at Cambridge.
Joshua 1.7
Only be strong and very courageous, to observe to do according to all the law, which Moses my servant commanded thee: turn not from it to the right hand or to the left, that though mayest have good success whithersoever thou goest.

In all honesty the Bible is not very well thumbed though there is a chocolate wrapper marking a page (606-607) so perhaps he did get stuck in some way.

Through the interwar years motor sport was very much a part of the Cambridge scene, and just as the Oxford / Cambridge boat race now is so varsity motor sport events were also big occasions. Much of Ferni's motor sport activities were under the umbrella of the Cambridge University Automobile Club, predominantly a motor cycle competitor he also dabbled heavily with Morgan three wheelers and shortly before his accident he became involved in four wheeler sport.

Speed racing was very much Ferni's thing though he did enter one IOM TT. Very active and part of the scene at Brooklands, he ran a garage by the perimeter of the track on Byfleet Road. Through the thirties Ferni became more involved in ultimate speed racing, both at Brooklands and in land speed record bids, he was motorcycle land speed record holder in 1936 and 1937. Sadly he was killed in Gyón, Hungary April 23 1938 aged just 33 whilst trying to regain his title. He had been clocked at 180 mph just before he lost control of his Brough Superior and fatally crashed.

Eric Fernihough is buried in Bournemouth East cemetery, I am not sure of his connection with Bournemouth as he was born in Birkenhead and, as far as I can see, lived in Surrey. I aim to visit his gravestone in the near future.

As a final note, the above information is collected from secondary sources and to the best of my knowledge is correct. If anyone out there can elaborate further please do get in touch. One mystery I have not found the answer to is that I have seen mentioned that in the twenties he was engaged to a Kathleen Butler who sometimes passengered his Morgan at Brooklands. This seems at odds with his widow being Florence Fernihough, perhaps someone knows the answer and will get in touch?

Eric Fernihough's signature and
the note to see Joshua 1.7

Thursday, March 8, 2018

First year BSA

Here's a really cracking image. It's the first production model of BSA from 1910 / 1911. Look carefully and the bike is quite well used, the trumpet has fallen off the bulb horn and the toolbox is a bit battered. There's a cushion on the rear carrier for the lucky passenger!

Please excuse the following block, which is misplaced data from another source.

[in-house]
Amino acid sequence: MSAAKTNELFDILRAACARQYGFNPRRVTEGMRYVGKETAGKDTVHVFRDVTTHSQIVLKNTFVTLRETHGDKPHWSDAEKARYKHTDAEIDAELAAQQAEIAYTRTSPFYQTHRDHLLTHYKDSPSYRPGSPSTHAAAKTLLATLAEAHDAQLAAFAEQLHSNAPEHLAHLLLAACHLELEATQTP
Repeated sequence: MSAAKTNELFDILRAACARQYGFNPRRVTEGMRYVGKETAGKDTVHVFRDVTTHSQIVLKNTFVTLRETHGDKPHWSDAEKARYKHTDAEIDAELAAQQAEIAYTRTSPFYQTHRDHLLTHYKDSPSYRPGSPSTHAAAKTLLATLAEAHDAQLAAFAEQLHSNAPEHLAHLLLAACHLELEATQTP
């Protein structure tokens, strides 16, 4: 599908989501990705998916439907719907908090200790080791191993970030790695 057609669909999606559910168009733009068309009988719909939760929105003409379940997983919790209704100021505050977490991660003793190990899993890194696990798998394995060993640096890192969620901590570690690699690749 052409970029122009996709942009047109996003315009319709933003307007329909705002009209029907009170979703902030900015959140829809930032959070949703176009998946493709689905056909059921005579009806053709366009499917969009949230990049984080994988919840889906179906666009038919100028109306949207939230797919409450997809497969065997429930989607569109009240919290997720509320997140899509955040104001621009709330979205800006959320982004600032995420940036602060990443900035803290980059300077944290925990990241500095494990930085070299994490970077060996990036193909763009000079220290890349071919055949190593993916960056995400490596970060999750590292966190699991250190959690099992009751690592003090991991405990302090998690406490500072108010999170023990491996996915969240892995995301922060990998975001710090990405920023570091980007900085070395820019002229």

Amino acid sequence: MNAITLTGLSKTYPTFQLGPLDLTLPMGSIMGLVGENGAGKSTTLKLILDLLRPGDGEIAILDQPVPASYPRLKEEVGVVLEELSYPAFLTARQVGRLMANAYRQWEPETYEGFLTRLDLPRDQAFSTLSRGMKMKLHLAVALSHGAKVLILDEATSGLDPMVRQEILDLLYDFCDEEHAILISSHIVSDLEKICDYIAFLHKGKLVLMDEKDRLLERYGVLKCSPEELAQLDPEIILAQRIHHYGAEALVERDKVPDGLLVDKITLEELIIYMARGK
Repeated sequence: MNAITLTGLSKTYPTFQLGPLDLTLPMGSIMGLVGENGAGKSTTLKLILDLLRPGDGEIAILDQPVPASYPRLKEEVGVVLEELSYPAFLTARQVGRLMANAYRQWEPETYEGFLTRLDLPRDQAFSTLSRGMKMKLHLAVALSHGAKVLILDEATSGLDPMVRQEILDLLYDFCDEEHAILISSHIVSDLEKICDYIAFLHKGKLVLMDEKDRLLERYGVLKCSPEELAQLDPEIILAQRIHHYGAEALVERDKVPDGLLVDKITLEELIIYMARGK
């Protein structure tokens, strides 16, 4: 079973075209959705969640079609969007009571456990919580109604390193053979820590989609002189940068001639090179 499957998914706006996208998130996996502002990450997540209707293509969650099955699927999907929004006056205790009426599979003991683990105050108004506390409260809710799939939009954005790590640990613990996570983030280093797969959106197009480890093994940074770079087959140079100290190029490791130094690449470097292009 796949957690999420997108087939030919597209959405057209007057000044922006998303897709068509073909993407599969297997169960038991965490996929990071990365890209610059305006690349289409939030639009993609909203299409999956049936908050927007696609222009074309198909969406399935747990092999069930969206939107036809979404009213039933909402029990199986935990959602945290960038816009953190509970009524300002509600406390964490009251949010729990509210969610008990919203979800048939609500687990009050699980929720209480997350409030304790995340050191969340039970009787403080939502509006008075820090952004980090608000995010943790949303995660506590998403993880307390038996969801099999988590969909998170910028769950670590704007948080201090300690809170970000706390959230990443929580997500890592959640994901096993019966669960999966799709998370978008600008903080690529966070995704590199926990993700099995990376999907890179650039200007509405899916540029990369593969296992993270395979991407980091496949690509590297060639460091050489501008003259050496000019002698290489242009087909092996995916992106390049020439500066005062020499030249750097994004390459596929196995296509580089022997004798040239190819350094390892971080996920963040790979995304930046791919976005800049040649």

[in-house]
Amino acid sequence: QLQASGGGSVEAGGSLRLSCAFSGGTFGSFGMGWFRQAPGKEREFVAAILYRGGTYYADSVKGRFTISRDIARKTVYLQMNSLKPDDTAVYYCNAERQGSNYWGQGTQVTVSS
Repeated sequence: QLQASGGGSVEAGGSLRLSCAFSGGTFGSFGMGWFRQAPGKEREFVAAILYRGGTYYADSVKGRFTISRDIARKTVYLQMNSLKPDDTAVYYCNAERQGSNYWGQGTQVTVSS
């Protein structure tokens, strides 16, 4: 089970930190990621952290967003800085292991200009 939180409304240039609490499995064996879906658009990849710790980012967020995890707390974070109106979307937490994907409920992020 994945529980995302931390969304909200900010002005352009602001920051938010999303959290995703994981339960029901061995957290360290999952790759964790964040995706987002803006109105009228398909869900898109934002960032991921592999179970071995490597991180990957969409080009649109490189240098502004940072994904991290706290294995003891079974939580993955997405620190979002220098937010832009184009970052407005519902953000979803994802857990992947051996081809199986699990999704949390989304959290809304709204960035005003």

veteran BSA 1910 / 1911
BSA 3.5hp 1910 / 1911.

Tuesday, March 6, 2018

Rudge Bicycles 1958 brochure

Another bicycle brochure emigrated over from the Vintage Bicycling site. The Rudge range for 1958.

Sunday, March 4, 2018

Tschiffely's Royal Enfield

A few days back I published a post on the subject of A F Tschifelly's travel book , Round and About Spain, this was spotted by Basha O'Reilly who is the executrix of the Tschiffely Literary Estate.

Basha has been kind enough to forward these two images of Tschiffely taken from Motor Cycling magazine. The first is of Tschiffely meeting with Major Mountford and other big wigs of the Royal Enfield company. The little Ensign looks quite new in this image and one assumes that it was before he set off. Note too the comedically large 'L' plate.

In the second image (presumably also taken at or near the Royal Enfield works) Tschiffely lassoes Graham Walker, editor of Motor Cycling magazine, who is riding an Enfield Model G. Tschiffely was a horseman of great note, well known for his long distance riding exploits, motor cycle travel was a new departure for him.

If you care to find out more about Tschiffely the man and his travels visit the Official Tschiffely website.

Many thanks to Basha O'Reilly, the Tschiffely Literary Estate for forwarding these images for publication on this site.

A F Tschiffely meets the Royal Enfield top brass prior
to riding an Ensign model around Spain for his book
Round and About Spain.

A staged publicity shot in which Tschiffely lassoes Graham
Walker, then Motor Cycling magazine Editor.

Friday, March 2, 2018

Yamaha AG200 vs Beast from the East

For non-UK readers, 'Beast from the East' is the name British media gave to the cold weather system currently engulfing the UK on account of it coming from an Easterly direction and being particularly harsh for this time of year...

Round these parts we had a snowfall of slightly more than six inches: many other countries would consider that to be a minor flurry but over here it is a code red emergency. Seemed like a good chance to get out on the Yamaha AG and play.

Yamaha AG200 in the snow

Yamaha AG200 in the snow

Yamaha AG200 in the snow

Yamaha AG200 in the snow

Yamaha AG200 in the snow

Yamaha AG200 in the snow

Yamaha AG200 in the snow